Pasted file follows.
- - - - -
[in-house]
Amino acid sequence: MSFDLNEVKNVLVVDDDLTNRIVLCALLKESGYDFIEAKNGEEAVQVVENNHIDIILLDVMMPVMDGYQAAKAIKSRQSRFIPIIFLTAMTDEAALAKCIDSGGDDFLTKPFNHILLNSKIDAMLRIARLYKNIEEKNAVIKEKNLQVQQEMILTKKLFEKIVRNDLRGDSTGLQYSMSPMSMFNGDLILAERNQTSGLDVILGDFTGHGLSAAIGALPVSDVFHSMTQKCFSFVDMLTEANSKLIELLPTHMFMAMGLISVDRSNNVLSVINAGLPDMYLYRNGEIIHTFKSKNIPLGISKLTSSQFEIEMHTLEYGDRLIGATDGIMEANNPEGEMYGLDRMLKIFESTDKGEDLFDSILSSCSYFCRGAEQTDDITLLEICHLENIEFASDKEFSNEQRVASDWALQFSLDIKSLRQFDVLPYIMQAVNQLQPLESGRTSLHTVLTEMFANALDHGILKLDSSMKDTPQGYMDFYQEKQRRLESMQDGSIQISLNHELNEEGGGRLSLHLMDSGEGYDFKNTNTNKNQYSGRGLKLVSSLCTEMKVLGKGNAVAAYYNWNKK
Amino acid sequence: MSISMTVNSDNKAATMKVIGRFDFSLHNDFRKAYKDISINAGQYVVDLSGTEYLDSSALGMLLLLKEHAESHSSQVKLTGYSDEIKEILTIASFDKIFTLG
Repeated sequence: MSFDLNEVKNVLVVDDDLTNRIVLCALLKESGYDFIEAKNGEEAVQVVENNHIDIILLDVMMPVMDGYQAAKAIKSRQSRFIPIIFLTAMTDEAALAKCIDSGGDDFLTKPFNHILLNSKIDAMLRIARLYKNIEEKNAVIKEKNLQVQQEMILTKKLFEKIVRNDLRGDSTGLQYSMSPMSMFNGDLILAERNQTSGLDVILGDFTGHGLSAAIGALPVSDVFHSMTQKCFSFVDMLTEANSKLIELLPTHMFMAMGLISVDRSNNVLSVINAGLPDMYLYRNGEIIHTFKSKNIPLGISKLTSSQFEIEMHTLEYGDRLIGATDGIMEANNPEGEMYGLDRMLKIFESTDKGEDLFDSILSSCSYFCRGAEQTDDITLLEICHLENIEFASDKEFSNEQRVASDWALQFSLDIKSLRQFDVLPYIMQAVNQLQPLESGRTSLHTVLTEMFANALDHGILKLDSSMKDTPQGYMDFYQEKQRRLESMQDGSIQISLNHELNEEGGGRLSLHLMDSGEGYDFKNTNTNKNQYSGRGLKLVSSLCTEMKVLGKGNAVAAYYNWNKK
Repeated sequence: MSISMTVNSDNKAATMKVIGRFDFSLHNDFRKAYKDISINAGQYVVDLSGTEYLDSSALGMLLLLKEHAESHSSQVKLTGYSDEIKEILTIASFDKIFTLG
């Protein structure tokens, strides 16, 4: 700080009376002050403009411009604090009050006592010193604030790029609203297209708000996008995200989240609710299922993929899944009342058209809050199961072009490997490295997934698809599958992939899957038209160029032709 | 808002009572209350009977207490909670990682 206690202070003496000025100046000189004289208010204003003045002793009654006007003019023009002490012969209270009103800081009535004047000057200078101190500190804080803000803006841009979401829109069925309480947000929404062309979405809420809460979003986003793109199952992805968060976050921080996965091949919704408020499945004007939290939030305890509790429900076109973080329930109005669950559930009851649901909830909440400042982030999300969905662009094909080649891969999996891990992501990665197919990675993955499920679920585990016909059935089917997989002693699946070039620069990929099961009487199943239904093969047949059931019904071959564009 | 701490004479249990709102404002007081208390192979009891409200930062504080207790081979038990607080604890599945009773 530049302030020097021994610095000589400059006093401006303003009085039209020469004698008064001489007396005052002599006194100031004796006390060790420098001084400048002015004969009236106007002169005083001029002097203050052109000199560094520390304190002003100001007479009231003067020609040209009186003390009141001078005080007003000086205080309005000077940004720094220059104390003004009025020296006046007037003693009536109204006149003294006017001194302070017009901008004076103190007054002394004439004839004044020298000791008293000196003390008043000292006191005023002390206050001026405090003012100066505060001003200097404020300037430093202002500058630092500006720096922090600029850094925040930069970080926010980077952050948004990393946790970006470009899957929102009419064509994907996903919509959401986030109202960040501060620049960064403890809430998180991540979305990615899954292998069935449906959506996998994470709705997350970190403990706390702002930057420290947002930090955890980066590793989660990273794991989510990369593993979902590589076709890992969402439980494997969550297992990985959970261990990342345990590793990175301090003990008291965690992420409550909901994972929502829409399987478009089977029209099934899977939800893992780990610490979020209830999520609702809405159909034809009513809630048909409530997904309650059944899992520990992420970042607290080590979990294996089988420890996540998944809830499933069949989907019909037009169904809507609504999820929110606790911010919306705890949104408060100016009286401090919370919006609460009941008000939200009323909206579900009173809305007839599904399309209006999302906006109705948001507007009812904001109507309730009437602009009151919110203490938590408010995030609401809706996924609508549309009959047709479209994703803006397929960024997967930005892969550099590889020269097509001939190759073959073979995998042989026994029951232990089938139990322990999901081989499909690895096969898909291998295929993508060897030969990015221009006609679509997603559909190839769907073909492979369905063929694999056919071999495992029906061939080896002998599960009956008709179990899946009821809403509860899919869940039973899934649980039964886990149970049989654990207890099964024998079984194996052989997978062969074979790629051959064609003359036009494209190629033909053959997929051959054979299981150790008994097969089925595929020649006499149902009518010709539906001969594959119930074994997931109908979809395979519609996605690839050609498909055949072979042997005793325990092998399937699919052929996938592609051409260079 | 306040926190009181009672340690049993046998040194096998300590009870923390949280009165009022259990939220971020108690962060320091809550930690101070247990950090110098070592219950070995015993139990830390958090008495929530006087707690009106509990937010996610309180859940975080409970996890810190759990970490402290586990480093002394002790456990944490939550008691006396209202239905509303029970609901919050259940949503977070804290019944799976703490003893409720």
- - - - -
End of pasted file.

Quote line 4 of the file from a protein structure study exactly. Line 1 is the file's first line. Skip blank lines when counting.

Repeated sequence: MSFDLNEVKNVLVVDDDLTNRIVLCALLKESGYDFIEAKNGEEAVQVVENNHIDIILLDVMMPVMDGYQAAKAIKSRQSRFIPIIFLTAMTDEAALAKCIDSGGDDFLTKPFNHILLNSKIDAMLRIARLYKNIEEKNAVIKEKNLQVQQEMILTKKLFEKIVRNDLRGDSTGLQYSMSPMSMFNGDLILAERNQTSGLDVILGDFTGHGLSAAIGALPVSDVFHSMTQKCFSFVDMLTEANSKLIELLPTHMFMAMGLISVDRSNNVLSVINAGLPDMYLYRNGEIIHTFKSKNIPLGISKLTSSQFEIEMHTLEYGDRLIGATDGIMEANNPEGEMYGLDRMLKIFESTDKGEDLFDSILSSCSYFCRGAEQTDDITLLEICHLENIEFASDKEFSNEQRVASDWALQFSLDIKSLRQFDVLPYIMQAVNQLQPLESGRTSLHTVLTEMFANALDHGILKLDSSMKDTPQGYMDFYQEKQRRLESMQDGSIQISLNHELNEEGGGRLSLHLMDSGEGYDFKNTNTNKNQYSGRGLKLVSSLCTEMKVLGKGNAVAAYYNWNKK